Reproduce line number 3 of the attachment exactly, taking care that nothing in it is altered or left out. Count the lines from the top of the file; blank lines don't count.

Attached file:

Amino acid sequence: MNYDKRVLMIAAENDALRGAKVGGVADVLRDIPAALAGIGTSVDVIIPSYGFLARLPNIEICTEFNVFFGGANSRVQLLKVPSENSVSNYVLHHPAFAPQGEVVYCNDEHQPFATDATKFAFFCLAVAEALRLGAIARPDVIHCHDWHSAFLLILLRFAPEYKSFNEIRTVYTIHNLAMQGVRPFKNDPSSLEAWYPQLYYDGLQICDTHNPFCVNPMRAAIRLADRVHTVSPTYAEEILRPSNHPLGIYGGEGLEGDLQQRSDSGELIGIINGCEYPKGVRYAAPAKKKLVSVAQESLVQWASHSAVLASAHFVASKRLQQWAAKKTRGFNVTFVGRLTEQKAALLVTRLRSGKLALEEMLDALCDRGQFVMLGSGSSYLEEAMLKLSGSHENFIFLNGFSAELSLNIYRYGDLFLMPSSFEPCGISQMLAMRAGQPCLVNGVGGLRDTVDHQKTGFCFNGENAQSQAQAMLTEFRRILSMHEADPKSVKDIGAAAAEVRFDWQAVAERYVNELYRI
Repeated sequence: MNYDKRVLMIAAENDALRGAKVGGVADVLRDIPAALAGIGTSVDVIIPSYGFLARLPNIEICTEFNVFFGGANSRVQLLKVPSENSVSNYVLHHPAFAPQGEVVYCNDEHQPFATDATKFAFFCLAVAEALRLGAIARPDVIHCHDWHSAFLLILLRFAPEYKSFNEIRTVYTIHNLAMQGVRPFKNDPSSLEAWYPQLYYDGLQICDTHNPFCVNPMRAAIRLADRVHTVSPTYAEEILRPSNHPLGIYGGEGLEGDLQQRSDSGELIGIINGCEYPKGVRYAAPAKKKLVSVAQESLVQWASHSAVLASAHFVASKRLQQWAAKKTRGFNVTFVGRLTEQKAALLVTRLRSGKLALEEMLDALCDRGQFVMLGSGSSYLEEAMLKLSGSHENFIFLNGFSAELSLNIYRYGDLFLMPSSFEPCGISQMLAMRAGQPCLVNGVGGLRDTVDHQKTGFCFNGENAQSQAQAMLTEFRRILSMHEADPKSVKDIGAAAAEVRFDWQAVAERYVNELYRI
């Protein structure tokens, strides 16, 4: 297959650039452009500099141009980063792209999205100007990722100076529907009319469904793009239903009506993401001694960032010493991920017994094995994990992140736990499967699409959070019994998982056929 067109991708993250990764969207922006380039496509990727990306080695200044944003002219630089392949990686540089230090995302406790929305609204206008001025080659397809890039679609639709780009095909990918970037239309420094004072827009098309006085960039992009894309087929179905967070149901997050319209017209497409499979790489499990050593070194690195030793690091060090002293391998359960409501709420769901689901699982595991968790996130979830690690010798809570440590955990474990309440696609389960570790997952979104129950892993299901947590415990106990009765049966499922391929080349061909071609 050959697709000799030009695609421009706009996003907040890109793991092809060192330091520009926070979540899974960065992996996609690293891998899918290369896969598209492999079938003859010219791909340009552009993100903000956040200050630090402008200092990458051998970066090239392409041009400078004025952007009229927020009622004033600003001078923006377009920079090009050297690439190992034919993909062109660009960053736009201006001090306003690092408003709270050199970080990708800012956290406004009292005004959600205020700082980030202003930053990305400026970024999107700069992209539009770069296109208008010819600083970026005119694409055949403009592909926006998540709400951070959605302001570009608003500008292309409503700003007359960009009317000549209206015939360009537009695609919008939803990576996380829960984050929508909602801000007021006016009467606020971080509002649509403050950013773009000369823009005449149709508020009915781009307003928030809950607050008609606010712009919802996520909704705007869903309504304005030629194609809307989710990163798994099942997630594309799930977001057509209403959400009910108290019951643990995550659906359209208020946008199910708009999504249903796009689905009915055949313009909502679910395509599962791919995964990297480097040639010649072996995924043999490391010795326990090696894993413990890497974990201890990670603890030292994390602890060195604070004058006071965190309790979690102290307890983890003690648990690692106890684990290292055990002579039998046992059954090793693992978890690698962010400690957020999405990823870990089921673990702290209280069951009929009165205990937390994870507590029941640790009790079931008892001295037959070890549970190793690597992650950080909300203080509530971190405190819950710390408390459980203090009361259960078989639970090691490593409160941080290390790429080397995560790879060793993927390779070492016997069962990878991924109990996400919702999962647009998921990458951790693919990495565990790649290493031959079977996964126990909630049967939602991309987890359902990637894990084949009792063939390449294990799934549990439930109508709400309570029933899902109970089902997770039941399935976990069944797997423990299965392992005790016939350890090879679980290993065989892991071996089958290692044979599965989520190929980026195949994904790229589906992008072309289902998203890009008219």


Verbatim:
């Protein structure tokens, strides 16, 4: 297959650039452009500099141009980063792209999205100007990722100076529907009319469904793009239903009506993401001694960032010493991920017994094995994990992140736990499967699409959070019994998982056929 067109991708993250990764969207922006380039496509990727990306080695200044944003002219630089392949990686540089230090995302406790929305609204206008001025080659397809890039679609639709780009095909990918970037239309420094004072827009098309006085960039992009894309087929179905967070149901997050319209017209497409499979790489499990050593070194690195030793690091060090002293391998359960409501709420769901689901699982595991968790996130979830690690010798809570440590955990474990309440696609389960570790997952979104129950892993299901947590415990106990009765049966499922391929080349061909071609 050959697709000799030009695609421009706009996003907040890109793991092809060192330091520009926070979540899974960065992996996609690293891998899918290369896969598209492999079938003859010219791909340009552009993100903000956040200050630090402008200092990458051998970066090239392409041009400078004025952007009229927020009622004033600003001078923006377009920079090009050297690439190992034919993909062109660009960053736009201006001090306003690092408003709270050199970080990708800012956290406004009292005004959600205020700082980030202003930053990305400026970024999107700069992209539009770069296109208008010819600083970026005119694409055949403009592909926006998540709400951070959605302001570009608003500008292309409503700003007359960009009317000549209206015939360009537009695609919008939803990576996380829960984050929508909602801000007021006016009467606020971080509002649509403050950013773009000369823009005449149709508020009915781009307003928030809950607050008609606010712009919802996520909704705007869903309504304005030629194609809307989710990163798994099942997630594309799930977001057509209403959400009910108290019951643990995550659906359209208020946008199910708009999504249903796009689905009915055949313009909502679910395509599962791919995964990297480097040639010649072996995924043999490391010795326990090696894993413990890497974990201890990670603890030292994390602890060195604070004058006071965190309790979690102290307890983890003690648990690692106890684990290292055990002579039998046992059954090793693992978890690698962010400690957020999405990823870990089921673990702290209280069951009929009165205990937390994870507590029941640790009790079931008892001295037959070890549970190793690597992650950080909300203080509530971190405190819950710390408390459980203090009361259960078989639970090691490593409160941080290390790429080397995560790879060793993927390779070492016997069962990878991924109990996400919702999962647009998921990458951790693919990495565990790649290493031959079977996964126990909630049967939602991309987890359902990637894990084949009792063939390449294990799934549990439930109508709400309570029933899902109970089902997770039941399935976990069944797997423990299965392992005790016939350890090879679980290993065989892991071996089958290692044979599965989520190929980026195949994904790229589906992008072309289902998203890009008219």